Also called ‘language shadowing’, repeating dialog aloud word for word at the same time as you hear it helps you learn how to articulate words and phrases. Replicating dialog, known as ‘the Mimic Method’, is when you learn by listening. When you speak in the language you’re learning, you’re more likely to pronounce words like a native. Having visible subtitles in these scenarios is valuable because you can understand the meaning and context of the spoken words more easily.
Lots of popular sites offer subtitles (and even dubbed audio) in different languages to support your language journey. When you’re ready to immerse yourself in foreign language content, we encourage you to check out these platforms.
Vimeo is a platform for high-quality, creative video sharing. You can search for videos by category, including their Staff Picks, which often includes videos in different languages. Videos have auto-generated subtitles in a variety of languages, set by the video creator, to help you learn languages with subtitles.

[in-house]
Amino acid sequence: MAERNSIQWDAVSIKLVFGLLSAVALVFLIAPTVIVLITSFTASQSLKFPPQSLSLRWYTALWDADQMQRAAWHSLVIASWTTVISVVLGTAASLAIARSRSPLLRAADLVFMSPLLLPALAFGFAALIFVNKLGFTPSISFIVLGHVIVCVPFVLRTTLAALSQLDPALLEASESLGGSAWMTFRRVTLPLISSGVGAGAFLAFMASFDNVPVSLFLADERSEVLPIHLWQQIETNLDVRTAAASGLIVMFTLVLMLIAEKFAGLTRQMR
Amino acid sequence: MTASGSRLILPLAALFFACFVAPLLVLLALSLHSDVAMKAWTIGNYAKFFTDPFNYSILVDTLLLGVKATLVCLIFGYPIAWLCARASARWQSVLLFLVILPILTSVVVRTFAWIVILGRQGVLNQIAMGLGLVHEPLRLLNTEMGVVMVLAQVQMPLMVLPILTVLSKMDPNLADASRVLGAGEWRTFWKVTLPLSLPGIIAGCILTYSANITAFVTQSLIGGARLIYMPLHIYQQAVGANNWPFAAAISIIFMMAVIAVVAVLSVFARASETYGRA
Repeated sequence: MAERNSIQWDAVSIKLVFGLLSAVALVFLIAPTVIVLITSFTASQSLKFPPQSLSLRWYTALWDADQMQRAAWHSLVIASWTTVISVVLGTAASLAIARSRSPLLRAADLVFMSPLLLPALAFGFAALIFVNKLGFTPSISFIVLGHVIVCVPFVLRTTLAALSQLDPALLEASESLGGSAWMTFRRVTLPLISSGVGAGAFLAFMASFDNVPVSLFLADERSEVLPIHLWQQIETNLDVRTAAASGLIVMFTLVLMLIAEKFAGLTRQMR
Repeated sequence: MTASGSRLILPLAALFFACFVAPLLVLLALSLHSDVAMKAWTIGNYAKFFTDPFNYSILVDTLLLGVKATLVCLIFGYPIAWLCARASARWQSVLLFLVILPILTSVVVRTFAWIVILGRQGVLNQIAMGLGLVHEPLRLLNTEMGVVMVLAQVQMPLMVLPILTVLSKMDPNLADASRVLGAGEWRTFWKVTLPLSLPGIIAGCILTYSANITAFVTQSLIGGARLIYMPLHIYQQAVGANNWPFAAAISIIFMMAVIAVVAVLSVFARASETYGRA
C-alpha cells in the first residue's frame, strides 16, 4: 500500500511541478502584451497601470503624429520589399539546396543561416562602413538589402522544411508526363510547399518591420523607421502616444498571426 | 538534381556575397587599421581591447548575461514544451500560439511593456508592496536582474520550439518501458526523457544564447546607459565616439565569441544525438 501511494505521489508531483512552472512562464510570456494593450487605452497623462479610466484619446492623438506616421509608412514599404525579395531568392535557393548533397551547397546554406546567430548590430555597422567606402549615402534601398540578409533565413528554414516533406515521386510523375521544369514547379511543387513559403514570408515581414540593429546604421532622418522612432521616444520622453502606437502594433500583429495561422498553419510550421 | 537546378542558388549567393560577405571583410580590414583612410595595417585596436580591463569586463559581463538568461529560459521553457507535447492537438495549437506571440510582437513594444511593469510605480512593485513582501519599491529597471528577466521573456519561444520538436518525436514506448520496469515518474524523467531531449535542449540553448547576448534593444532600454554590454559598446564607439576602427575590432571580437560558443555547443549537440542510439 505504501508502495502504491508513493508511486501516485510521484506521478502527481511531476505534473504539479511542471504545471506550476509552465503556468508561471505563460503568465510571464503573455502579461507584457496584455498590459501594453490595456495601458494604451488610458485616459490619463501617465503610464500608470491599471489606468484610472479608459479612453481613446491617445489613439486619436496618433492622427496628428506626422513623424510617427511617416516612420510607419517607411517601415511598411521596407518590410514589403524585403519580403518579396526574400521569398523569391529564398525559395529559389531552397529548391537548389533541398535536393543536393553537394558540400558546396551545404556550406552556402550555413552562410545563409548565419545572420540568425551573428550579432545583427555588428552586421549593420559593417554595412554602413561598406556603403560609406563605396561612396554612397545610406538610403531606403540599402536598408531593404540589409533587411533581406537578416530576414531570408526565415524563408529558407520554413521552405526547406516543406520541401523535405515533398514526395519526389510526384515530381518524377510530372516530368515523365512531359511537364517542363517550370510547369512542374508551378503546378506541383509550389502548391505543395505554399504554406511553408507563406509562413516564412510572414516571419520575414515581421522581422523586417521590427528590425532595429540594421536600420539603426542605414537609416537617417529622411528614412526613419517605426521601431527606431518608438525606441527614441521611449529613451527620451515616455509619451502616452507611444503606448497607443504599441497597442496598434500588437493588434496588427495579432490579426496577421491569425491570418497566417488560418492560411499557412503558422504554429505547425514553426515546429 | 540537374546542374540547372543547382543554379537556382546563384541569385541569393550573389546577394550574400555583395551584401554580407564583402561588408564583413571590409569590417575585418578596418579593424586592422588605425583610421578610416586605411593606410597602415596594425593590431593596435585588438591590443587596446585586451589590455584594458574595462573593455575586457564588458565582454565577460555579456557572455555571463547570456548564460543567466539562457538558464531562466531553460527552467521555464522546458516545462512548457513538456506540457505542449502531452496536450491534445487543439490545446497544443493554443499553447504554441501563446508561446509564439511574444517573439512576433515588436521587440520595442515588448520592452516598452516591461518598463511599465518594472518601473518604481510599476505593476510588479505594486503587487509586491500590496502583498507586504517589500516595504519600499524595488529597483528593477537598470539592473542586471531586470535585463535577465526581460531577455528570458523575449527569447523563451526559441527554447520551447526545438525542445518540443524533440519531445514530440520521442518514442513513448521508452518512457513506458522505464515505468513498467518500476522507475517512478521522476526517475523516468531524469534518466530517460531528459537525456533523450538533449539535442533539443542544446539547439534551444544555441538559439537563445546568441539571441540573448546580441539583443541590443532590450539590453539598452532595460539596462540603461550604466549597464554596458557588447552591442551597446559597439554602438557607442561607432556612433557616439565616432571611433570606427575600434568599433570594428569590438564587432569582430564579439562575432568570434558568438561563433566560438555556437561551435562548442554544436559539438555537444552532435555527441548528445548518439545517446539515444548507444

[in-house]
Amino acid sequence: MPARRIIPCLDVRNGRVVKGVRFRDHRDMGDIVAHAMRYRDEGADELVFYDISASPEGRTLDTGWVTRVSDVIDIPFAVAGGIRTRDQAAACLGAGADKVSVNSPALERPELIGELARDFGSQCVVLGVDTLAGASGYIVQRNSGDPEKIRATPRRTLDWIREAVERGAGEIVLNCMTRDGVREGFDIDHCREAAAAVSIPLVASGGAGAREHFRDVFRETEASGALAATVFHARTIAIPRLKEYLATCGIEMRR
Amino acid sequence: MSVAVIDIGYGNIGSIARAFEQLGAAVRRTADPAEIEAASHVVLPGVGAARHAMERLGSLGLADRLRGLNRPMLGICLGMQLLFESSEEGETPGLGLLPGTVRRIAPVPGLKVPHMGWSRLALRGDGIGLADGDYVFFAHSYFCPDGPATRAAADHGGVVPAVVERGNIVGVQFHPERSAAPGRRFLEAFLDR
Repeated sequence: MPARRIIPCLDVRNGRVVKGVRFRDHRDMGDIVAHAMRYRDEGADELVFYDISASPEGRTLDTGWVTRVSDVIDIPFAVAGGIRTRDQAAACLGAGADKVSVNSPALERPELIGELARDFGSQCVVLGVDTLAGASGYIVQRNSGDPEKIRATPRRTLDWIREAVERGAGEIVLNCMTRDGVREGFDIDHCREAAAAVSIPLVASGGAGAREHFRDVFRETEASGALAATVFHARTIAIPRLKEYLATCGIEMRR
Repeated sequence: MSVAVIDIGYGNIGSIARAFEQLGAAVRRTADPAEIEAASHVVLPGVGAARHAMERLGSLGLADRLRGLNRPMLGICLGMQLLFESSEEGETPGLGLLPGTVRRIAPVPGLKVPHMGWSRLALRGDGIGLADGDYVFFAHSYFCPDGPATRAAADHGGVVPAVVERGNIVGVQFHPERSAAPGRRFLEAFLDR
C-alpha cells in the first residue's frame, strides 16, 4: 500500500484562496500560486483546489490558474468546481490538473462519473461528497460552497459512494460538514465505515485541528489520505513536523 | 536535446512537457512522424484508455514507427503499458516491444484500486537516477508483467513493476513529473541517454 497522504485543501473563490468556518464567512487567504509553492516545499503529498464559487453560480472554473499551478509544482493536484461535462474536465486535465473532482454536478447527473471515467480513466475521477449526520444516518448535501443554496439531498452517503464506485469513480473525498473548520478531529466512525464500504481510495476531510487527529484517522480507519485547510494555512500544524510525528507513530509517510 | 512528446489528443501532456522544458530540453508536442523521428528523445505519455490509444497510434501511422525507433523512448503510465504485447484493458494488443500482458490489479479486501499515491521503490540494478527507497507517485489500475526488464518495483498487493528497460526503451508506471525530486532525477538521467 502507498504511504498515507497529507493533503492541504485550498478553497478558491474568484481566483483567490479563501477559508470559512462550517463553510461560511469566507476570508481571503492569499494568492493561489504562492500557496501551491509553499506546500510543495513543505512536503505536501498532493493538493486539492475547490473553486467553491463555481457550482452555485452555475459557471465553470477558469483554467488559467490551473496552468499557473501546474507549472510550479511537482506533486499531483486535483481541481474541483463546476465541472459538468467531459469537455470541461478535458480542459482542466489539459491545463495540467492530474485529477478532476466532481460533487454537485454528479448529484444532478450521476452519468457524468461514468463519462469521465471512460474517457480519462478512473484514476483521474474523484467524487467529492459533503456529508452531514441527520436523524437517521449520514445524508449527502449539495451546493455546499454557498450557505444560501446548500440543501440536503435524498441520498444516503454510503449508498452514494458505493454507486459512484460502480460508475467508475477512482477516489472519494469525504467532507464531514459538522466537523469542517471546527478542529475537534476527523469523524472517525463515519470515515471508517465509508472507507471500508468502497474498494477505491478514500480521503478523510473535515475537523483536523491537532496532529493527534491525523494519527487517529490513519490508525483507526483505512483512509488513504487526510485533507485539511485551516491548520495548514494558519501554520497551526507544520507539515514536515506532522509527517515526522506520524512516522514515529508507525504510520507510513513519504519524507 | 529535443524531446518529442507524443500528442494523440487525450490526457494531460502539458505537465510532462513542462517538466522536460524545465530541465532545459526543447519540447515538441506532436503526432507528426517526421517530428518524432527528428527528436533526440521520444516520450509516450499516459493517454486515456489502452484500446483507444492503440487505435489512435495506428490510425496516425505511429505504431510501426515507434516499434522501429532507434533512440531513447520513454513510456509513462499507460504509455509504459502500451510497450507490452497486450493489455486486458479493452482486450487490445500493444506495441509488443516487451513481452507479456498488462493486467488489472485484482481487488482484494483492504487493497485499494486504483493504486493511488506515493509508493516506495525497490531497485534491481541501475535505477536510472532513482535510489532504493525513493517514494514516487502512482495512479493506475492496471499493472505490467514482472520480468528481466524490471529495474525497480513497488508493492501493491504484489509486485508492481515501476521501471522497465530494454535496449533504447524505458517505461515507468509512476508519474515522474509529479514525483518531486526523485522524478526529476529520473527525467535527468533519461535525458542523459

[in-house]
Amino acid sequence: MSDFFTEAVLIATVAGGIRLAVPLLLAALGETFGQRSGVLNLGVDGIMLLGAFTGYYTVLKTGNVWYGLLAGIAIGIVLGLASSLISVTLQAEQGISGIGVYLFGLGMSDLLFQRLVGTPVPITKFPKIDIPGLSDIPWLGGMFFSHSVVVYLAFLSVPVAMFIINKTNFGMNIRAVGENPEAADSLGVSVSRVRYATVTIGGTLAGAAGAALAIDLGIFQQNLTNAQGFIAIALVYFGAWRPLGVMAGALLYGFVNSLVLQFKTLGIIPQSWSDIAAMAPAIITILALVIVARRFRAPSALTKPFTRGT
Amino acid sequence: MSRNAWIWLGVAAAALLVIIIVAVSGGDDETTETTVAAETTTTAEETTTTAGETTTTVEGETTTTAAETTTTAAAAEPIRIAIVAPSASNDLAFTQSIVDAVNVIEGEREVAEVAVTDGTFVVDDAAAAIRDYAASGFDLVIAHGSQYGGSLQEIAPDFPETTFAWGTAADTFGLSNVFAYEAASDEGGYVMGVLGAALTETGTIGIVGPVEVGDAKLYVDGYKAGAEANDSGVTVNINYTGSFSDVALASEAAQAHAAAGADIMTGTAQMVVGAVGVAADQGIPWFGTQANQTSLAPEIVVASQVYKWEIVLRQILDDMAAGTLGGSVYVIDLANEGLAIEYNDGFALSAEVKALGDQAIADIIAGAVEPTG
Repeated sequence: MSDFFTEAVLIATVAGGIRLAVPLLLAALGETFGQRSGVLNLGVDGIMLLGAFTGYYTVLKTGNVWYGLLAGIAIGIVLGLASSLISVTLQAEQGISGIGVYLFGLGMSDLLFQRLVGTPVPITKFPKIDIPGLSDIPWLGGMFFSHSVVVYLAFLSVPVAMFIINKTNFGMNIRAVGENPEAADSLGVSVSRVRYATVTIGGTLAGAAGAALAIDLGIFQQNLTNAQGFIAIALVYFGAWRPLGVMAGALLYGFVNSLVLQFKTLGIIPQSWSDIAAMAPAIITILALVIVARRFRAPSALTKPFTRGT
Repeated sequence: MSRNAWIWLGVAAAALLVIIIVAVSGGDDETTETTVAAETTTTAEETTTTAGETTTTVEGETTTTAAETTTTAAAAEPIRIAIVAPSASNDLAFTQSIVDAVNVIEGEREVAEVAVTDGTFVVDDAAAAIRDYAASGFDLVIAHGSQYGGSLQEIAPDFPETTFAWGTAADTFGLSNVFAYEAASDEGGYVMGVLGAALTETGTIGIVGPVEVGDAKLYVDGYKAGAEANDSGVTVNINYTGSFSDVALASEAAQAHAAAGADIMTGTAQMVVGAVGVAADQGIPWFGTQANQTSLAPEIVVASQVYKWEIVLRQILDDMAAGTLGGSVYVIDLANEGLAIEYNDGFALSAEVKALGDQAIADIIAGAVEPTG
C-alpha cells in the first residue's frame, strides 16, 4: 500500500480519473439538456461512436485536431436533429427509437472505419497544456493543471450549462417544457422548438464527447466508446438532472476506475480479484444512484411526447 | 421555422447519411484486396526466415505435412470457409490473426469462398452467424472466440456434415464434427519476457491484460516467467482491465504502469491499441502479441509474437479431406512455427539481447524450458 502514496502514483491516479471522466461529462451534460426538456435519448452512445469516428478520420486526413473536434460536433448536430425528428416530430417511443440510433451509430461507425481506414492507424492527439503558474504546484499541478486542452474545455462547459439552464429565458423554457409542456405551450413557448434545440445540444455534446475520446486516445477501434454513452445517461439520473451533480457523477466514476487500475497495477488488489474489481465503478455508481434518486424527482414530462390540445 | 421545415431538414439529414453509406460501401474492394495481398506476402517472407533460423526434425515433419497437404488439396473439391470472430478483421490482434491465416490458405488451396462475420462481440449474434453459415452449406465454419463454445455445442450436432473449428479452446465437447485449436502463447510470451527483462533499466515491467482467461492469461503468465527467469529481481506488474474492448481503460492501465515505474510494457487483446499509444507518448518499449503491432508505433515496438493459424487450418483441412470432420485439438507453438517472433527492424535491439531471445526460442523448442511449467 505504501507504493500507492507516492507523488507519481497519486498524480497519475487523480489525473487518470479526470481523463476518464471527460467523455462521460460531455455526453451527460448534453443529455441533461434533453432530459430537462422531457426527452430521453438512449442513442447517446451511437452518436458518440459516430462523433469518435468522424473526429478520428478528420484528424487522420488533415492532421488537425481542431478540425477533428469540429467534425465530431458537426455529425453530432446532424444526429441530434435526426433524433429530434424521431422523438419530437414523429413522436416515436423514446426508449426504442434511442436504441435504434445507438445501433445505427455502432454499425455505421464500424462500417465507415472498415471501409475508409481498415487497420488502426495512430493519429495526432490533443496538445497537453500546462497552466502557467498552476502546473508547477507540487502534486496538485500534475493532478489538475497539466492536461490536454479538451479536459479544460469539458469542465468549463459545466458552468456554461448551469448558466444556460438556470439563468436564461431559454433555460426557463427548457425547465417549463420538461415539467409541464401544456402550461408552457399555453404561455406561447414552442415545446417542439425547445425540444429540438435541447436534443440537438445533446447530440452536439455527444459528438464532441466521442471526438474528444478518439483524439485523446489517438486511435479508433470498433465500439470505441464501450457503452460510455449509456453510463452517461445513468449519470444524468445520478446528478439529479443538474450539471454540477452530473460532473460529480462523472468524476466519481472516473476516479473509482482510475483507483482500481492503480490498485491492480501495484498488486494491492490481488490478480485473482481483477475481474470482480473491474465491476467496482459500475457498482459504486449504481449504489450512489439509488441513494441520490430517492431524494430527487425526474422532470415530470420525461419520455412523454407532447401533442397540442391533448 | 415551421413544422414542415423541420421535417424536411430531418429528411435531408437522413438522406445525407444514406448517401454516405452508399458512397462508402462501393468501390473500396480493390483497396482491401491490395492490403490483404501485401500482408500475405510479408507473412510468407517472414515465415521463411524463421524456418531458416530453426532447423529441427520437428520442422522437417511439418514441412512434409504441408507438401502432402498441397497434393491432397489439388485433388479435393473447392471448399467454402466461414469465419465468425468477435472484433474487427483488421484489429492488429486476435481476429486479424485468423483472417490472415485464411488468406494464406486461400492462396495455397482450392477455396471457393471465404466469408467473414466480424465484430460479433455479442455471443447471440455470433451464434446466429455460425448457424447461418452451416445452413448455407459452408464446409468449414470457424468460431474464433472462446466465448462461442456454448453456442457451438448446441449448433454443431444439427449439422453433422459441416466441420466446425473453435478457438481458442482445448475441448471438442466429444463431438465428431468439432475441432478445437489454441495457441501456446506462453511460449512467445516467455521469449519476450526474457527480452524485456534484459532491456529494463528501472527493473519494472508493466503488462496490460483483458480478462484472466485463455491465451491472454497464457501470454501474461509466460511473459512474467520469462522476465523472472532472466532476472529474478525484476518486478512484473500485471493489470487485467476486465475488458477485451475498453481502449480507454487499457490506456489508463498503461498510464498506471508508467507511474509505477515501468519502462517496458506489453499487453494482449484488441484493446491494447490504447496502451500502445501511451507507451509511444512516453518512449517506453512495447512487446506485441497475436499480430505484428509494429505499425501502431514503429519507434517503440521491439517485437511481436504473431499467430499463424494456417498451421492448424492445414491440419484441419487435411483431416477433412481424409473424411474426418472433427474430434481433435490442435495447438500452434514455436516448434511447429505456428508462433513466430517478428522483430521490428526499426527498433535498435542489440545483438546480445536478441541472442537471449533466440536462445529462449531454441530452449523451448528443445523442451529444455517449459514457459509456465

Two-thirds of YouTube videos are in non-English languages. With over 500 hours of video uploaded to YouTube every minute, it’s an obvious choice when you’re looking for videos to brush up on your language skills. Videos have a mix of auto-generated and uploaded subtitle files, with the option to auto-translate subtitles in dozens of languages.
Make language learning even more fun by streaming some of your favorite Disney titles with foreign subtitles. Whether you fancy the classics like Lion King or need to catch up on The Mandalorian, Disney provides a variety of subtitles for its movies and TV shows that you can customize and switch on and off at any time.
Netflix lets you watch movies and shows with subtitles in a variety of foreign languages, also providing many titles in other languages so you can completely immerse yourself. The subtitles option means you can change the size and color of the caption text, too.